The first meeting of the International Atomic Energy Agency dealing with a nuclear-free Middle East assembled in Vienna on Monday, with Israeli representatives describing the Arab nations' criticism of Israeli nuclear policy as unexpectedly sedate.
As a result of Iran's boycotting of the meeting, the most critical of the Arab IAEA members was Syria, whose representative depicted Israel's alleged undeclared nuclear arsenal as a "grave and serious threat."
But officials reporting on the closed meeting said that except for Syria and Lebanon, its lockstep ally, other Arab nations speaking at the meeting were lower-key than usual in chastising Israel refusing to open its nuclear program to UN perusal.
One Israeli official, who agreed to speak under conditions of anonymity said the atmosphere was "much less confrontational, much less hostile" than at other IAEA gatherings focused on the Middle East, which traditionally see Muslim nations speaking with one strongly critical voice about Israel's nuclear capabilities.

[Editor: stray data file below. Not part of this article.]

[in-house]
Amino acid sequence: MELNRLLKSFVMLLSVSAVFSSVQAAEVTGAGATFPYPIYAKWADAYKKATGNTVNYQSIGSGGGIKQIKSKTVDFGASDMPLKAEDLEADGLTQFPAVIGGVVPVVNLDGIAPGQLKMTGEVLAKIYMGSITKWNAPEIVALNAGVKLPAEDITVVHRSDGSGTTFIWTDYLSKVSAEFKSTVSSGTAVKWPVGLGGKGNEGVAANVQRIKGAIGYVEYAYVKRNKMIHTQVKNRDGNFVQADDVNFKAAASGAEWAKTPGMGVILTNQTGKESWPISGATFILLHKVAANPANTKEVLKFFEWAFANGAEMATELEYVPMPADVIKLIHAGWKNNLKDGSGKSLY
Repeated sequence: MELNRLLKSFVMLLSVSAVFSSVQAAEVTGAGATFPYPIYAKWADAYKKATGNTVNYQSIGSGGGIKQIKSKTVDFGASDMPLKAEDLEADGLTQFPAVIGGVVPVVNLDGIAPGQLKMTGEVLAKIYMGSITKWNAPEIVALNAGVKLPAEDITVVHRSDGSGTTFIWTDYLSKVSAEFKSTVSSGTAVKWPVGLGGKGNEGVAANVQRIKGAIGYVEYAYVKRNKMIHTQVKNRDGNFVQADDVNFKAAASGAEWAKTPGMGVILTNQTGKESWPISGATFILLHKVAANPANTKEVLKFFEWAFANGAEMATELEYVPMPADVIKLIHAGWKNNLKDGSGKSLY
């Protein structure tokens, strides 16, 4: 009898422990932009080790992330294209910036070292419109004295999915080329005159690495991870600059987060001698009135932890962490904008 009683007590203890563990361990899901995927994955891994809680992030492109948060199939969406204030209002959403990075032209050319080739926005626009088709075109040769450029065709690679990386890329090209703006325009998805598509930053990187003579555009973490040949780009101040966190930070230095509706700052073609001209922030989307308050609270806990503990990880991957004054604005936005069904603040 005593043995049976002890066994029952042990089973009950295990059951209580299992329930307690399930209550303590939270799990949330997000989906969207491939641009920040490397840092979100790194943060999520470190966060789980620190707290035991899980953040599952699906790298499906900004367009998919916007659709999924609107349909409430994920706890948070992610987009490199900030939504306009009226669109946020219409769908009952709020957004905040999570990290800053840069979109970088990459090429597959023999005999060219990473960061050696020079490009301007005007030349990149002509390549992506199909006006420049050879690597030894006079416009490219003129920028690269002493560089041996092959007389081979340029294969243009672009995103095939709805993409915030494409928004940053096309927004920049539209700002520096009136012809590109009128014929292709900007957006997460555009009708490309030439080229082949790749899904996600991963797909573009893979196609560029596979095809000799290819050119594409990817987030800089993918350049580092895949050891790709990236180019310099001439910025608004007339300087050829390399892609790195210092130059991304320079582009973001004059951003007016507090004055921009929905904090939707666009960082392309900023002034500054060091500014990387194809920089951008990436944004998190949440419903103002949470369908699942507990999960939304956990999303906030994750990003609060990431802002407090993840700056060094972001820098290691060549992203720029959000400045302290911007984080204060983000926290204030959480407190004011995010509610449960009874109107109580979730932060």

A spokesperson for Israel Atomic Energy Commission told Haaretz that Israel decided to go ahead with the special meeting after it was decided discussion would.
Israel's traditional position is that a serious discussion of a nuclear-free Mideast would only take place after certain ground rules were established, such as a recognition of Israel by the Arab states, as well as peace agreements that would include security arrangements and an agreement on regional disarmament from nuclear, biological, and chemical weapons.
The session is not expected to reach any decisions, but serves as a precedence by having taken place.
In toning down their comments, most Mideast participants at the 97-nation meeting appeared to be heeding an appeal by IAEA chief Yukiya Amano.
In opening remarks made available to reporters, Amano urged Mideast nations to focus on "fresh thinking," adding he hoped they would be able to move "beyond simply restating long-established positions."
Officials and participants warned against high expectations at the gathering, which is hearing presentations on already established nuclear-free zones elsewhere as a way of stimulating discussion on the Middle East and is not meant to reach any decisions.
A decision last year by the 189 members of the Nuclear Nonproliferation treaty to convene a UN-sponsored conference on establishing a Middle East nuclear-free zone in 2012 was an incentive for most of the region's Muslim nations to meet this year with Israel for the exploratory Vienna talks.
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